When you start negotiating your salary and what you want for your next job, it’s important to not undersell yourself. All too often, candidates don’t do their research and realize too late in the process what was actually possible. But just like in the real estate market, when the balance is a little bit off between buyers and sellers, crazy things start to happen. For example, in the D.C. area housing market, when it’s a seller’s market like it has been this past year, buyers have to come in, ready to offer their entire bank account at closing. I’m only somewhat kidding. So when I waive inspections, offer a five or six figure earnest money deposit, add an escalation clause that offers my first born, and then waive all rights to back out of the deal once the offer is accepted, I’m not really happy when that seller counters for $5,000 more. It might be a sellers market, but suddenly I don’t want to play anymore. The same thing happens for recruiters and candidates in the job market. Not all candidates pushing hard for high salaries are worth as much as they think they are. And when you start to nickel and dime a company for everything, it will quickly get old.

It’s a Small World Out There

You may have heard that it’s a candidate market, and that has motivated you to be a little bolder in how you negotiate your next gig. The general rule of thumb has always been to push for it all upfront or you may never get it at all. That rule is usually given right after you are told to keep your current gig until you secure the next one. All decent advice. However, when you keep driving up the stakes, rolling one more time to see if you can win it all, you might find your luck starting to run out. You may get the whole world in your negotiations, but it doesn’t mean that you will be able to keep it. So, in a small market like the cleared industry, you want to be sure you are not burning bridges in your interviewing and negotiation style.

5 Signs You’re Burning Bridges with Recruiters

So how do you know if what you’re doing could be frustrating to recruiters in the negotiation process? Maybe you only asked for another $5,000. What’s the big deal? It’s helpful to check yourself along the way to make sure you’re not trending in the wrong direction.

1. You feel removed from the process.

Life behind a screen can make you forget that there’s an actual person on the other side of the screen. You may forget that someone put a lot of time and effort into the process. Make sure you stay engaged the whole time. If at any point, you’re not feeling it, you need to raise your hand and let the recruiter know that. Don’t ghost recruiters. They are real people with a memory.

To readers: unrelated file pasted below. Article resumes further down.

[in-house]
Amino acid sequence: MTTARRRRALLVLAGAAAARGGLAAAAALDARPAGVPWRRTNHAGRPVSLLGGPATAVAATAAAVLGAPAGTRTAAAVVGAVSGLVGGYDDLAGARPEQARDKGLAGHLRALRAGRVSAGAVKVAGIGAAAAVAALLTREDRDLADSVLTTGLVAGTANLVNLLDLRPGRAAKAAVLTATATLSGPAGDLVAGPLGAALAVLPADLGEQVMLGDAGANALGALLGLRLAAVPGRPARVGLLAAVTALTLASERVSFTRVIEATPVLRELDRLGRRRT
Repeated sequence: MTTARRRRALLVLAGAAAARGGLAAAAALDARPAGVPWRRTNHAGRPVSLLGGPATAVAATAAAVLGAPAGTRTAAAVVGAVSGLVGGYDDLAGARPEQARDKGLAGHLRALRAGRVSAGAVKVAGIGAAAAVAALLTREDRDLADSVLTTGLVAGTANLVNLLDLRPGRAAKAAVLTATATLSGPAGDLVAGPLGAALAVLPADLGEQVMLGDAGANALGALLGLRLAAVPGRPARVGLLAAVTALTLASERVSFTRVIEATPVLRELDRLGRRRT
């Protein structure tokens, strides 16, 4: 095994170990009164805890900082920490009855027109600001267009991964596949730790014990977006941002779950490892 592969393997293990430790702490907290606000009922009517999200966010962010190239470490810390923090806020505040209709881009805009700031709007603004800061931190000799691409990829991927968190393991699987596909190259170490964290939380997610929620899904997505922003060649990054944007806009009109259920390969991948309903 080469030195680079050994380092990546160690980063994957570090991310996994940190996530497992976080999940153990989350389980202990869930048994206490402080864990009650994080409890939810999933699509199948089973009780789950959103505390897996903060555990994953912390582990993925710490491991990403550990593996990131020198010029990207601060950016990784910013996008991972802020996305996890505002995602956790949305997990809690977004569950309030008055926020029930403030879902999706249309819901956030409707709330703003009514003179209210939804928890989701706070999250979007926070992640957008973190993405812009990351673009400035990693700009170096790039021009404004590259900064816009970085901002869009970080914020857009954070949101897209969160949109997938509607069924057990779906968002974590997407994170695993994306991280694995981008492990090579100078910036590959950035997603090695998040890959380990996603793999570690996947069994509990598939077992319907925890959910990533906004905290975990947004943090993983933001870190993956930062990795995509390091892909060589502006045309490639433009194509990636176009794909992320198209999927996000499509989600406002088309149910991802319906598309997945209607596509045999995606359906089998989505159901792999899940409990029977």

2. You don’t seriously want to leave your job.

It may feel empowering to get your current boss to counteroffer the job you just landed at a competitor, but it’s an easy way to get caught looking greedy and manipulative too. There are salary calculators available if you just want to negotiate a higher salary. Don’t waste a recruiter’s time if you’re just trying to get your company to pony up more cash.

3. You want to review as many options as possible at the same time.

It may feel like the real estate market, but you’re not a house. You don’t need to have 11 job offers to compare at the same time. If your spreadsheet has more than three companies with serious offers (and one of those columns should be your current job), you may have overshot the job search process. It’s fun being popular, but it won’t last forever. In some job markets, it’s common to have multiple recruiters interested, but it’s best to be open and honest throughout the process so you are not comparing so many job offers. Some companies may not have the bandwidth to try to beat out multiple vendors. Let them cut their losses early.

4. You have a real FOMO when it comes to job opportunities.

Is it possible to land a job, and then talk to another colleague two weeks later, only to find out they got $10,000 more than you? Yes. But if you’re constantly afraid of missing out on a better opportunity, it will start to be paralyzing, and you’ll wind up without a job. So, don’t hold out or keep pushing for incrementally higher offers. The point of the salary negotiation isn’t to see how high the employer can go. You are trying to find a fair and reasonable amount that works for both parties. And compensation isn’t everything. There’s a lot more to a job offer than the annual salary number.

5. You don’t understand the total compensation package.

Your compensation is more than the original number on the offer letter. From company stock options to health insurance to wellness benefits to paid time off, your compensation number is bigger than your paycheck. One year, our family had multiple medical procedures, requiring about $15,000 out-of-pocket expenses. Two years later, with a different contractor and different insurance, those same procedures came to less than $1,000 for the year. Not all insurances are the same, and some employers skimp on their offerings. Don’t forget all of the many factors that go into your total compensation package.

You Never Know Unless You Ask

No one wants to be underpaid. So, if you find that you really like your job, have some candid conversations with your employer about expectations, and the current demand for your capabilities. If you are as amazing as you think you are, chances are your employer would really like to keep you. So, let them put their retention strategies to work.


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Jillian Hamilton has worked in a variety of Program Management roles for multiple Federal Government contractors. She has helped manage projects in training and IT. She received her Bachelors degree in Business with an emphasis in Marketing from Penn State University and her MBA from the University of Phoenix.